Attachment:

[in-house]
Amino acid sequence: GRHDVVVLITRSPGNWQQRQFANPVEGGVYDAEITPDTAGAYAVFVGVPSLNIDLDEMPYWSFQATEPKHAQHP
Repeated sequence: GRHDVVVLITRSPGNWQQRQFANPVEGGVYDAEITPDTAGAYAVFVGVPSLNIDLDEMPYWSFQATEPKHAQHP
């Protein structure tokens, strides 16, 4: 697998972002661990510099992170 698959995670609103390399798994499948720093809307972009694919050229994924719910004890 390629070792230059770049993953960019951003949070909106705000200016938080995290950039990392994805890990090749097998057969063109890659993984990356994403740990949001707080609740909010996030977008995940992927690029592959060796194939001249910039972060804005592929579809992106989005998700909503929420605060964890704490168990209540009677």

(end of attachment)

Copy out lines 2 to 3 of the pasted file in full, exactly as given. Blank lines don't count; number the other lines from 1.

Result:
Amino acid sequence: GRHDVVVLITRSPGNWQQRQFANPVEGGVYDAEITPDTAGAYAVFVGVPSLNIDLDEMPYWSFQATEPKHAQHP
Repeated sequence: GRHDVVVLITRSPGNWQQRQFANPVEGGVYDAEITPDTAGAYAVFVGVPSLNIDLDEMPYWSFQATEPKHAQHP